John had the three storey mill and residence erected. There was also a bakery shop, but this may have been constructed some time after the mill. For the first four years the mill was horse driven, then it was converted to steam power. Alfred Smith, the Old Richmondite, says that Teale did a “great trade”. John tendered and won the Government contracts for 1833 to supply the forage to the Colonial service in Windsor and the Blue Mountains and was contracted to feed Survey parties in Windsor. By 1834 John had expanded his mill, having purpose built equipment made in Sydney for “grinding corn”. In 1846 John advertised a shop and bakery next door to the Mill, to let.

During his time in Windsor John had become a successful businessman. He became a steward at the old race track at Killarney, between Oakville and McGraths Hill as early as 1832. John was also listed as making a donation to the Hawkesbury Benevolent Society in the Annual Report of 1846.

John died in 1852 and is buried in the Kable vault at St Matthews. In his Will he left ½ acre to the south of the mill to his daughter Caroline, which 7 weeks after his death she sold to James Dawson and John Thompson, both from Sydney for 50 pounds. To his son, Henry William Teale, he left the house, mill and out buildings. Caroline also received the ½ acre north of the mill and John Henry received a farm of 50 acres on the western side of South Creek and Joseph Thomas received 37 acres on the eastern side of South Creek, which the railway line later went through. Blanche had predeceased her father. Henry was further directed to pay to his mother 7/- per week and allow her two rooms in the house, and John had to pay Dianna 3/- per week. Apparently Joseph did not have to pay anything.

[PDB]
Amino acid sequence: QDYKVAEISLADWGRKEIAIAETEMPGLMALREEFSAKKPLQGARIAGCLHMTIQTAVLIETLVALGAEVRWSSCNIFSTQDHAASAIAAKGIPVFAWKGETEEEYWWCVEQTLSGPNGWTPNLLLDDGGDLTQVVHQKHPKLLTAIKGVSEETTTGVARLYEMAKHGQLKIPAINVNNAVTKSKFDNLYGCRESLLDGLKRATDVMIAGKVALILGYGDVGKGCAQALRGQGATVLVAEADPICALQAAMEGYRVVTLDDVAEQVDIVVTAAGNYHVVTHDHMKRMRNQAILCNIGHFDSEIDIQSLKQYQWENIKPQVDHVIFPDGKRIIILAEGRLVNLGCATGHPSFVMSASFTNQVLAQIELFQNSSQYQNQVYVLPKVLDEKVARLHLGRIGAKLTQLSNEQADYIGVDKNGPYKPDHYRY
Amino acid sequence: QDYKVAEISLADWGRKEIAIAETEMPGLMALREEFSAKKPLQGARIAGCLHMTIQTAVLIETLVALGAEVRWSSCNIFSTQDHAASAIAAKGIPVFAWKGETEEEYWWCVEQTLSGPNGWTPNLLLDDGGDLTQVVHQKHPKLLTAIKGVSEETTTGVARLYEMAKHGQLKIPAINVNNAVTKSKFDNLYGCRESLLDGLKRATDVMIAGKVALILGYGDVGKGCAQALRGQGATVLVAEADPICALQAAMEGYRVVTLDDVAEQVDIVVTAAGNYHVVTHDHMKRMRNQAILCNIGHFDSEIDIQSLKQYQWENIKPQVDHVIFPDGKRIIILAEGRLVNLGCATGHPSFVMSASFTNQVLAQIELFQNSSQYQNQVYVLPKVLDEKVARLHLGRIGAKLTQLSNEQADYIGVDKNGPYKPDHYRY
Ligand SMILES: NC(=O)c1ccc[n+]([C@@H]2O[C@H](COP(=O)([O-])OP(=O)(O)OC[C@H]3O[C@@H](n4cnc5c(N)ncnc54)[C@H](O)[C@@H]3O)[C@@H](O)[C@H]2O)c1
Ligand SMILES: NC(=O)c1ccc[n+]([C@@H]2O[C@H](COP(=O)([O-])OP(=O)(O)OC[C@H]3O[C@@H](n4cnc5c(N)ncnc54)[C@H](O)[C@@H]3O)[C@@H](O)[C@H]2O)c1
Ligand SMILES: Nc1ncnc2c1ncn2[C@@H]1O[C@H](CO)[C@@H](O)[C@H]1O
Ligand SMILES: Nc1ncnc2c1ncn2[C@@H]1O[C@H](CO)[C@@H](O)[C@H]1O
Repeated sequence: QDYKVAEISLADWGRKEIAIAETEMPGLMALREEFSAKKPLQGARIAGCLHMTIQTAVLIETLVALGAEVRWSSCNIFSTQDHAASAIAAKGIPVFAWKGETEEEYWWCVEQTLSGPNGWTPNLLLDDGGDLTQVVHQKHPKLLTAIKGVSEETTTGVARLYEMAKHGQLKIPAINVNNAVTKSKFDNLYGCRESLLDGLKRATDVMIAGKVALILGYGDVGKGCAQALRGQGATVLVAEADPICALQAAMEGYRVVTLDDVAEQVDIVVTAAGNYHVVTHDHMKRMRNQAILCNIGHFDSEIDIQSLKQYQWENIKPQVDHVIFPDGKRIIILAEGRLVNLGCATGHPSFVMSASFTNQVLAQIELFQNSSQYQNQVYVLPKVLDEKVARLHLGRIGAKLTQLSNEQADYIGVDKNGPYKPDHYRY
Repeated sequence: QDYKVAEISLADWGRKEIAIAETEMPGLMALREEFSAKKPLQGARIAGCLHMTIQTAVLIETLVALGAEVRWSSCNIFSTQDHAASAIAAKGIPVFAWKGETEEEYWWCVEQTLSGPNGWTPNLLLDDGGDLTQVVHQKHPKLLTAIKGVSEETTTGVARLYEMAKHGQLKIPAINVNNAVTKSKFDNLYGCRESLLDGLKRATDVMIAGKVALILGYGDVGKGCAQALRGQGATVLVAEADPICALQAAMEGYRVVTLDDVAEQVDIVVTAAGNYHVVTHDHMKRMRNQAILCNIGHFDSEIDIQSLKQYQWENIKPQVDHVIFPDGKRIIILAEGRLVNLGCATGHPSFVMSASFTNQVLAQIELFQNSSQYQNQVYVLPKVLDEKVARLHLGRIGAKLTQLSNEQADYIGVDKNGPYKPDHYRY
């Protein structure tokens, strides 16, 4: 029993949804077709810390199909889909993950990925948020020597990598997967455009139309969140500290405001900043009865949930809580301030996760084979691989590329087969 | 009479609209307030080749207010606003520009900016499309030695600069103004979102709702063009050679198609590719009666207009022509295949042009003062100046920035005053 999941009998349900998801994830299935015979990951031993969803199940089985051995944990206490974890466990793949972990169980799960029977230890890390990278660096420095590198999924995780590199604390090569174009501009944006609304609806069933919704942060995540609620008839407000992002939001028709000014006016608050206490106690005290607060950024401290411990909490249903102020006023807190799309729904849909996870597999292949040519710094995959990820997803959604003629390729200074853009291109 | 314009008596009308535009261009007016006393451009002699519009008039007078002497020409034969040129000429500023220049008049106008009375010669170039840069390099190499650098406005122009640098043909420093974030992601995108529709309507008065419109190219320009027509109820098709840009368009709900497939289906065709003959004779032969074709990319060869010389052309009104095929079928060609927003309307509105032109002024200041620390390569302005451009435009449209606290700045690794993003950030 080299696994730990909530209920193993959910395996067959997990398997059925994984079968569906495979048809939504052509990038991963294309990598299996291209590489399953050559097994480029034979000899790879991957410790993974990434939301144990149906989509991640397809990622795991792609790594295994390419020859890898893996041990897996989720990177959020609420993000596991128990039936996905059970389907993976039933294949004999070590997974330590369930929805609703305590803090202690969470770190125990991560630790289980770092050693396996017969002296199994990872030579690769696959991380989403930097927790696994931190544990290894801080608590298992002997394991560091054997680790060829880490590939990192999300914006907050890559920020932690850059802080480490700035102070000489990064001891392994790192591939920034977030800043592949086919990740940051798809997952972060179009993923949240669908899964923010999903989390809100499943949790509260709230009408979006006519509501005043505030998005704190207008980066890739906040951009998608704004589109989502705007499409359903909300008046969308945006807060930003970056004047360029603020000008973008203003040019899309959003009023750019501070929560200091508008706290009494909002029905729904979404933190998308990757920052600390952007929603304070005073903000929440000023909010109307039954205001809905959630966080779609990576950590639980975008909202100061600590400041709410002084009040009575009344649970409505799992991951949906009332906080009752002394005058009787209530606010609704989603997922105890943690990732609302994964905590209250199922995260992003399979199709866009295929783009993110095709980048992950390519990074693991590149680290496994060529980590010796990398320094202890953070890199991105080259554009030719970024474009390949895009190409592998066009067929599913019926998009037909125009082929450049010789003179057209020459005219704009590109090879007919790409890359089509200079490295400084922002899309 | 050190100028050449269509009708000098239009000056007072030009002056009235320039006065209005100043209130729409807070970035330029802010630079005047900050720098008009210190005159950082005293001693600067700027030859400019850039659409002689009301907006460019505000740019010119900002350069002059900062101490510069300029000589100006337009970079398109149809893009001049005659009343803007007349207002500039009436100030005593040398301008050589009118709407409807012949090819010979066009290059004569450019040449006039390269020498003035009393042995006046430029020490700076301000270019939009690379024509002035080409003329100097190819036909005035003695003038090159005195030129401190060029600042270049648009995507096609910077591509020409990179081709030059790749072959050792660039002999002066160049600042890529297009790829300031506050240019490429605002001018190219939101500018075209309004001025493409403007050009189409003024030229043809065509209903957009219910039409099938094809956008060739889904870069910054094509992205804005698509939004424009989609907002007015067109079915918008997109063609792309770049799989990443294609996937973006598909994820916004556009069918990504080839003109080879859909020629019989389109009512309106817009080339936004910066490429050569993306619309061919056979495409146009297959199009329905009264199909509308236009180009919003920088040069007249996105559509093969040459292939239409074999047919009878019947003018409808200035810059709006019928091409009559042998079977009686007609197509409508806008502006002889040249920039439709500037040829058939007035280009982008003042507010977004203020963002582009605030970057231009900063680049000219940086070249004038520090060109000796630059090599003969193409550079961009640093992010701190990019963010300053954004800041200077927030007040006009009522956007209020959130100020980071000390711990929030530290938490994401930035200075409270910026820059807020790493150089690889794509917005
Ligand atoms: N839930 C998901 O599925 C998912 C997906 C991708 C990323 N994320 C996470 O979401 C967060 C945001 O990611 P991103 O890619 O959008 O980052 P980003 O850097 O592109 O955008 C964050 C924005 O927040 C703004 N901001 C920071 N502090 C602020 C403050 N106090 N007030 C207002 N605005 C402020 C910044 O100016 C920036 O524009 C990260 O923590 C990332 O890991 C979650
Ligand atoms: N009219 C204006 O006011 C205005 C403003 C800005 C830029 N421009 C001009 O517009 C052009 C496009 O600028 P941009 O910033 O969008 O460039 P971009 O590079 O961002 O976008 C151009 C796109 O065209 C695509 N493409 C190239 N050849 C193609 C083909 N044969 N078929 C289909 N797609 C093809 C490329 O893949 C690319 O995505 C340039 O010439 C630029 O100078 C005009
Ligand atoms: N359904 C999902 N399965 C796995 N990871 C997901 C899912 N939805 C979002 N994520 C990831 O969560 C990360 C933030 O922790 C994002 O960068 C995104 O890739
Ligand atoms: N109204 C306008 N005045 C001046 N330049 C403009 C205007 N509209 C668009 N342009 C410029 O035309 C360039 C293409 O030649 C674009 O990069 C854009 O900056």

The “Endeavour Mill” stood until 1896. It had variously been known as Liddell’s Mill, after Dawson and Thompson sold out to Liddell, then Hoskissons. By 1882 Stephen Gow, on a three year lease, was renting the Mill from the Estate of John Hoskisson at a cost of 30 pounds per annum to be paid in half yearly. The bricks from the mill were recycled and two or three houses were built from these used bricks. Reverend James Steele noted that the “tall chimney was a prominent landmark”. It had stood for 65 years.